Your Personal Wellness Crisis Plan

white paper with note

As public relations professionals, we train for managing a crisis. As we have lived through COVID, I have witnessed you lead in communicating timely, accurate, and essential information to the public, and that information has saved people’s lives. Thank you for all you have done, and we are continuing to do so during this time.

As we witness vaccination rates increasing through the spring and summer, it’s time to turn our attention to ourselves. Because we have been spending so much of our mental and physical strength writing, rewriting, and executing crisis plans for our clients and our organizations, it’s time to focus on our well-being.

How? Let’s start with applying techniques we already use when writing crisis plans for others and apply those to ourselves. Let’s design our wellness crisis plan.

Why do you need a personal crisis plan? Think back to the times you told yourself you wanted to go on a run or a hike or make time eating healthier meals, and for whatever reason, it just didn’t happen. It could be because you received an urgent call about a work crisis, or you spent that time with your children to help with homework, you felt sick, or something else got in your way to not allow you to do something that was going to better yourself mentally and physically

Especially in the COVID era, we have managed many obligations in our personal and professional lives. I want to empower us to take the know-how that we have in developing crisis plans for organizations and know how to apply those same theories for ourselves.

Because much like work crises, how we respond to the situation is more critical to the problem itself, so here are three things to think about when designing your crisis wellness plan.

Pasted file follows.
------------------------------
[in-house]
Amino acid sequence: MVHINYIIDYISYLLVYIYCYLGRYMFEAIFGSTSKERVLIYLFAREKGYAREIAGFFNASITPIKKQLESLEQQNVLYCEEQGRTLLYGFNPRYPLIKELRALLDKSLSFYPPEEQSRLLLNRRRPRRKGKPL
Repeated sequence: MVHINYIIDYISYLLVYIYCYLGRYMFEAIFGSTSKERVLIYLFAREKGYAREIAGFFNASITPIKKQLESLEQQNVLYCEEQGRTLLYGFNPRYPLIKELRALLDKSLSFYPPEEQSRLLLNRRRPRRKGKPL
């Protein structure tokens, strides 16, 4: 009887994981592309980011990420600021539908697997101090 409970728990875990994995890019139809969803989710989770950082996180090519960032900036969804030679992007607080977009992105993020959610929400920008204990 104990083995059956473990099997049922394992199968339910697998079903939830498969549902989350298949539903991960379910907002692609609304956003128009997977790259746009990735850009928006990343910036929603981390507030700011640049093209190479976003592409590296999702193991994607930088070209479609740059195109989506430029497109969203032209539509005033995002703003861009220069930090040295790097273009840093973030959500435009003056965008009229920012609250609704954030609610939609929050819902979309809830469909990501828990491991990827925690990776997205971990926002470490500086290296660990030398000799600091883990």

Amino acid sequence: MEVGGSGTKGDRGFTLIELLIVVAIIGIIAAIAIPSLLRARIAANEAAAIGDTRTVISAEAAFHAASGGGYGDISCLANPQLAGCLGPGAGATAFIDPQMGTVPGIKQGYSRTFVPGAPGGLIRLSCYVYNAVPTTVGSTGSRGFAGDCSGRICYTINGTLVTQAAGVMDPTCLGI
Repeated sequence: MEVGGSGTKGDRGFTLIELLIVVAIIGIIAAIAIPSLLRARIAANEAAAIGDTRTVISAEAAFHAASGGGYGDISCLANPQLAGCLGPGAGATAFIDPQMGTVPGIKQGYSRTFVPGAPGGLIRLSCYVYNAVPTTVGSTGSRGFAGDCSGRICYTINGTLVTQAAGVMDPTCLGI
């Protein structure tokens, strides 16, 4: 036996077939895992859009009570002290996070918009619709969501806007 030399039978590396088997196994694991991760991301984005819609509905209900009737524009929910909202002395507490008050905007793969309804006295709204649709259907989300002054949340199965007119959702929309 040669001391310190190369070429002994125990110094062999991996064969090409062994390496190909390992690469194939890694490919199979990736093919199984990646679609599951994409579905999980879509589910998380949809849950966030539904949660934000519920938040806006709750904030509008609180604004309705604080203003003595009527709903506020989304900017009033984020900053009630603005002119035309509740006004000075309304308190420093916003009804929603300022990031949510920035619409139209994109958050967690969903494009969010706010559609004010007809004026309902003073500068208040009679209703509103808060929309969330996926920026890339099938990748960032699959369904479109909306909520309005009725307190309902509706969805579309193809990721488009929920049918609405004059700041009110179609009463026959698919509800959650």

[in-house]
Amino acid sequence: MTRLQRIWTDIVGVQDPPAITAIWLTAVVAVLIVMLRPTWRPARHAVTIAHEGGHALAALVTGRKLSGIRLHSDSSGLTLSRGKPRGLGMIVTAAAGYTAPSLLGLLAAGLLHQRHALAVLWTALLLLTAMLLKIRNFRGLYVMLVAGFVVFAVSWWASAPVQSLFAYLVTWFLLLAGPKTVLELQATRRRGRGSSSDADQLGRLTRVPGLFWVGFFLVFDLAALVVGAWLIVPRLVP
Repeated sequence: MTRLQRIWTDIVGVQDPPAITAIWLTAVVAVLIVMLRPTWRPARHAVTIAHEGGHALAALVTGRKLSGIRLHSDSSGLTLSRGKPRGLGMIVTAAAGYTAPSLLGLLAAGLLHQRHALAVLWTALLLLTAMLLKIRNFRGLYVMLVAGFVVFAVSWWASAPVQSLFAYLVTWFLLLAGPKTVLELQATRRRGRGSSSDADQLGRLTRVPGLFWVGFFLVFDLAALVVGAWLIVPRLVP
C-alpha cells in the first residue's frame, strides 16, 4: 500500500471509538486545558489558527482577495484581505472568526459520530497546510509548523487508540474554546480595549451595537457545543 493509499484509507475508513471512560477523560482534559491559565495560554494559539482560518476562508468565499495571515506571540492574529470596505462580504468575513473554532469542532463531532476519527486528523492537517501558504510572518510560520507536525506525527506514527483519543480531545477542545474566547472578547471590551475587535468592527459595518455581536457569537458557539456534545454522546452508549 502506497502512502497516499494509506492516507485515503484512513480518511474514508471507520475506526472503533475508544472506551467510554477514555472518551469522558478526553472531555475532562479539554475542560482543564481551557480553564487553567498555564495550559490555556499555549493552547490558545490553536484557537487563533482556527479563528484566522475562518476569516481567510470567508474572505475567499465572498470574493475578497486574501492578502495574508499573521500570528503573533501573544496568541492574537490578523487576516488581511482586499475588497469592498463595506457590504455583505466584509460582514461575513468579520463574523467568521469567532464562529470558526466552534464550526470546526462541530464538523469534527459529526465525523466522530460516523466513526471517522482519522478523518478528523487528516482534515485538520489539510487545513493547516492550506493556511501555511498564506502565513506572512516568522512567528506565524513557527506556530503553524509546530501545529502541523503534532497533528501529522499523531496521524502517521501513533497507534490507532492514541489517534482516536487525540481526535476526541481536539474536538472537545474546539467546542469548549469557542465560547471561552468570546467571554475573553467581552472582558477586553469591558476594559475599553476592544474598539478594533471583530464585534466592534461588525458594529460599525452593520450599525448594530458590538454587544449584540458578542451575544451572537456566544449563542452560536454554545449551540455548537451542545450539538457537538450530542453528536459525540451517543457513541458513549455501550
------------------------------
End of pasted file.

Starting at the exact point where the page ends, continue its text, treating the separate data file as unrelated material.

Prepare for the worst. Are you looking forward to that exercise class or healthy meal you’re making time to prepare? I want you to think about various scenarios in which you might get held up from following through. What is going to get in your way?

Anticipate how you’ll react. Next, I want you to write down how you might respond when you can’t make it to that class or create that meal. Are you going to feel frustrated or upset? Will you feel like you have ruined your day? Or will you be prepared to say, “that’s OK,” and give yourself some grace. If you can prepare for disappointment or frustration now, you will be better prepared to deal with it when it happens.

Design your Plan B. Finally, I want you to write down what you’re going to do when you can’t do what you originally intended. For instance, if you are planning to go to yoga this evening and either the class was canceled, or you had a last-minute personal or professional conflict come up that impacted your ability to attend that class, what are you going to do instead? You can tell yourself, “that’s OK. I’m going to take the next one” or, “OK, I’m going to go walk around the neighborhood without my phone and take in some fresh air,” or “OK, I’m going to set my alarm early tomorrow morning and attend the next class available.”

Like the crisis plans we write for our organizations, thinking about our wellness plans in advance will set us up for success when things don’t go our way.

Be safe. Be kind. Be well.

<strong>About the Author</strong>
About the Author

Mark Mohammadpour, APR, CPT, CHC, is a strategic communications executive, certified personal trainer, and health coach. His company, Chasing the Sun, offers health coaching tailored for public relations professionals. Mark spent most of his public relations career at Weber Shandwick and Edelman. Mark led integrated communications programs for more than a dozen global brands throughout his career, including Adobe, AMD, Microsoft, Samsung, and the U.S. Army. Mark also served as the Public Relations Society of America (PRSA) Oregon Chapter president in 2016.

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